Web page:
A People’s Definition of Capitalism

Capitalism in a truthful word: Exploitation.

The long form definition is full of complexities purposely installed to hide the fact the short version sounds so ugly, because few would agree to engage in an economic system that was called what it truly is — exploitism.

Through decades of red baiting and condemnation of any alternative system that doesn’t drive monetary resources to the few at the expense of the many we’ve arrived at a state of indoctrination where people cannot see past the wall of propaganda that has been projected in Plato’s cave. Minds are bombarded with falsehoods about the virtues of money and capitalism, and at all times there is temptation to go with what pays and sell out to help exploit others for a salary.

What capitalism fundamentally says about labor is that it doesn’t mind if the people have no will to do a job, simply put downward economic pressure on them for a long enough amount of time and wait for them to be fighting over the exploitative jobs being offered.

Capitalism is a cruel top down system where the one who holds the money holds all the power. It doesn’t so much matter how an employer made the money, but if they have it then you better do what they say if you want to pay rent this month.

Americans wonder why so many are just living paycheck to paycheck, but if you think about it, the more menial and harmful the jobs become personally and to the planet the more you have to keep people poor so they will reluctantly do those jobs. No one wants to spend their life working in a CVS or Wal-Mart. That is zero people’s ambition in life, yet countless do because they are more or less coerced into it since the consequences are having to live out on the street.

Thus a longer form definition while still remaining concise would be to say that capitalism is a competitive bargaining system where one tries to trick others into doing/giving more for less money or conversely from the seller’s perspective to trick someone into paying more and receiving less. Fooling people is admired, shysterism promoted and encouraged, undercutting your opponent lauded.

Capitalism is a system based on gaining leverage over someone and then exploiting that leverage. Much like a game of chess you are trying to corner your opponent’s options to the point there are no options left except for the options you allow. This is how business is done in capitalism.

It should be noted that chattel slavery was always a product of capitalism and could be no other way. A currency of some form being paid so that another person can be a servant and thus profit off their labor, that is the root of the capitalist system. The basis of it is quid pro quo, and even if we didn’t call capitalism by its current moniker it existed in some form during the entire run of western civilization.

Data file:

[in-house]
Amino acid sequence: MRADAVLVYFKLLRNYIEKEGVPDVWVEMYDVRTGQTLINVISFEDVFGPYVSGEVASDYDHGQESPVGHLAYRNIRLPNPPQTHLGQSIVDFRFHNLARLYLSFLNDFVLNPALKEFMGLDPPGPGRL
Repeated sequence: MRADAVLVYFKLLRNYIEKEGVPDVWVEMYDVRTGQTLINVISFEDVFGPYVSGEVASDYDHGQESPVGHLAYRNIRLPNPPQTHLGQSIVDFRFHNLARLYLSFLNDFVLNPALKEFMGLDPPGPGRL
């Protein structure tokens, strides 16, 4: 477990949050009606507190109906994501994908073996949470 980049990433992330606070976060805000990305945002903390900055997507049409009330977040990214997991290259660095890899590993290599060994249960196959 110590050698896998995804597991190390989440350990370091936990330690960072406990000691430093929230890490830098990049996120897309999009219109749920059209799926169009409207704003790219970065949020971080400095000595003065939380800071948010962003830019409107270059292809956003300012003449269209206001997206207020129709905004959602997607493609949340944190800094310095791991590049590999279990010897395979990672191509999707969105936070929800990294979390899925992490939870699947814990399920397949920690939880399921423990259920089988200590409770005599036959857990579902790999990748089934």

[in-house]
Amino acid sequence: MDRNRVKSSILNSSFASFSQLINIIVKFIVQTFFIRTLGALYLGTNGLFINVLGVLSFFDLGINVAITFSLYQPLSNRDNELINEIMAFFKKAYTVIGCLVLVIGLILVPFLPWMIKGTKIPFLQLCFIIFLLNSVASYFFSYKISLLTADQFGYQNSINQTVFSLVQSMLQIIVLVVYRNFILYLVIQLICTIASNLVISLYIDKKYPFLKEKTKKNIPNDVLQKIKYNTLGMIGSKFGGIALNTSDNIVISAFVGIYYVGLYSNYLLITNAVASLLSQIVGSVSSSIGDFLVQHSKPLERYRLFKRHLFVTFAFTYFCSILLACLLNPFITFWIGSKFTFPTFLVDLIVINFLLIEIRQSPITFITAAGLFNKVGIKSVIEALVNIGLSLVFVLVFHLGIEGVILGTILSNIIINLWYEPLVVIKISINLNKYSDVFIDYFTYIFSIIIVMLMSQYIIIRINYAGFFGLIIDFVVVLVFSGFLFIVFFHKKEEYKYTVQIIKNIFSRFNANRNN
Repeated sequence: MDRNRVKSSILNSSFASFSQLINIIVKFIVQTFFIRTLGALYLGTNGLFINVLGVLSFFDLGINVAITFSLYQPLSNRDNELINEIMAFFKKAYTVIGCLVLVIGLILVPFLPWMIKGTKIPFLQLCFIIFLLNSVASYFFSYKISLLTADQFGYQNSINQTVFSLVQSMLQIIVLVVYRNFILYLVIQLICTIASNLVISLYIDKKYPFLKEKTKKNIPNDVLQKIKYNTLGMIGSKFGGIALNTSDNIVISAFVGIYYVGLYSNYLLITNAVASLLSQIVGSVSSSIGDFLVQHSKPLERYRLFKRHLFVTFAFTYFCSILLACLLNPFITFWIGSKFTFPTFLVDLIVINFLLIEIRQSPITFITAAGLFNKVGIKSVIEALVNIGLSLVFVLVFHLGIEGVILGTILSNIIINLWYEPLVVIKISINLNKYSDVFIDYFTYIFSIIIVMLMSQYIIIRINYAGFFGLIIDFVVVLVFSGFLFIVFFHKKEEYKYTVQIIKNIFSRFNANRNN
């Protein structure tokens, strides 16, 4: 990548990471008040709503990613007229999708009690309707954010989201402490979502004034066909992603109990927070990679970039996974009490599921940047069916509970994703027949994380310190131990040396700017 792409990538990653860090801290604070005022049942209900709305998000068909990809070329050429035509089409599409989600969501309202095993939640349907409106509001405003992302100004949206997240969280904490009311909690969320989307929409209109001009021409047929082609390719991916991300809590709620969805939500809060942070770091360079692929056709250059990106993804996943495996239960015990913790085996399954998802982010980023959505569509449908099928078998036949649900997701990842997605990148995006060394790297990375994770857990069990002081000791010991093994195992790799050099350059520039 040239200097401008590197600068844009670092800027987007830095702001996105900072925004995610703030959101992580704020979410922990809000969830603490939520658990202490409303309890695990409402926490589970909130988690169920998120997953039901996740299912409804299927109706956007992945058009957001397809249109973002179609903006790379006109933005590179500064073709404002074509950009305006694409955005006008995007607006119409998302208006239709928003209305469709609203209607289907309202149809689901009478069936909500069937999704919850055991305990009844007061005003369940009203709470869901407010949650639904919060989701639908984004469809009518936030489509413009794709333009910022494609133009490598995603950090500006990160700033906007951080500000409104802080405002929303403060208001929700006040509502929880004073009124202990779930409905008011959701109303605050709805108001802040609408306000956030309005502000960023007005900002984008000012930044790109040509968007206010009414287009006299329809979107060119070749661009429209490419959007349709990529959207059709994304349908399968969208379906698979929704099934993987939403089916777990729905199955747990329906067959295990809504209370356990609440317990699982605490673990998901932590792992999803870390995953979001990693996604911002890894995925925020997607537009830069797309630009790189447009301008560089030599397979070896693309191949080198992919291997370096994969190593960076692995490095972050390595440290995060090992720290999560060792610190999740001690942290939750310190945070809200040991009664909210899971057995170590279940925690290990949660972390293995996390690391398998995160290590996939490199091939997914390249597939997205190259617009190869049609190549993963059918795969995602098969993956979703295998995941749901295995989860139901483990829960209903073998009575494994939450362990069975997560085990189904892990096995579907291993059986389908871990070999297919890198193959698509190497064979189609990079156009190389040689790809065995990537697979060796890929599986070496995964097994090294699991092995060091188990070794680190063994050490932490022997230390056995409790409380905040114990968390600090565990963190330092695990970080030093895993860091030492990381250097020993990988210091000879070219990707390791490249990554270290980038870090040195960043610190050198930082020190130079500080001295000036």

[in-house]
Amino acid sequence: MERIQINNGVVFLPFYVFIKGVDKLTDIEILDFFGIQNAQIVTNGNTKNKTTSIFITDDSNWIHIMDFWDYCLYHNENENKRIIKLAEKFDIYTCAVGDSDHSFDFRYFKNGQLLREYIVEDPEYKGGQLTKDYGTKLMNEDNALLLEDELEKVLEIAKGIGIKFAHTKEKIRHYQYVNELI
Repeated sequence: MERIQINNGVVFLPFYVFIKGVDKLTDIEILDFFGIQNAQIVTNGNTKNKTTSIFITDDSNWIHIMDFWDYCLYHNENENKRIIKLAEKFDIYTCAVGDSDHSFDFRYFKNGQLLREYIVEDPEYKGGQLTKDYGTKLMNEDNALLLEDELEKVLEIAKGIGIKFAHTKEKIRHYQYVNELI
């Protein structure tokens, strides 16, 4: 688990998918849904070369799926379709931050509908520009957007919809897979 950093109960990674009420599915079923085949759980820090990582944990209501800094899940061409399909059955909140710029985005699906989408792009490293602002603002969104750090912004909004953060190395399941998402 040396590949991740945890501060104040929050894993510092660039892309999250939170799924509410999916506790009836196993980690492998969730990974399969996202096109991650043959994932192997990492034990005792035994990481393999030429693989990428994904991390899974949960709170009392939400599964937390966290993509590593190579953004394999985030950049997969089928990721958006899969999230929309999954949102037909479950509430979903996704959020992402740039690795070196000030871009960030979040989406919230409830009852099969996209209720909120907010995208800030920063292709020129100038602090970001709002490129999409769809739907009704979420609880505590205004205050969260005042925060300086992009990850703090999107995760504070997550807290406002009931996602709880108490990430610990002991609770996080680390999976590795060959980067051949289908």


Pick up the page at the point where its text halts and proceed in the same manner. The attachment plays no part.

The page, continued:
In capitalism the people build the buildings, grow the food, stock the shelves, and are then charged to use all the things they collectively produce and use while elites take all the profits. Elites create warfare and climate destruction, and plan a next yacht to buy while the indebted indentured servitude class of everyone else struggles with the basics. Even when the basics are in ample supply, the money supply will be artificially kept low among the plebs to effectively take away any power the people might have, in a system where people are intentionally made reliant on money to create a barrier to entry for having a voice.

Pro-business propaganda sells a meritocracy while in reality offering a very strict class system in an oligarchy. All exploitation to natural systems are done in today’s world through capitalism. The banks socially engineer society when they decide what gets a loan and what doesn’t. What gets a loan gets done, what is denied is repressed.

In the end capitalism is simply a tool for controlling the lower classes. It’s a shell game used for maximum confusion that pits people against one another in a high stakes game that divides the lower classes against themselves where they learn to blame the players instead of focusing on ending the game.

To read more of Jason Holland's writing visit his website Reasonbowl.com or contact at jason.holland@reasonbowl.com Read other articles by Jason, or visit Jason's website.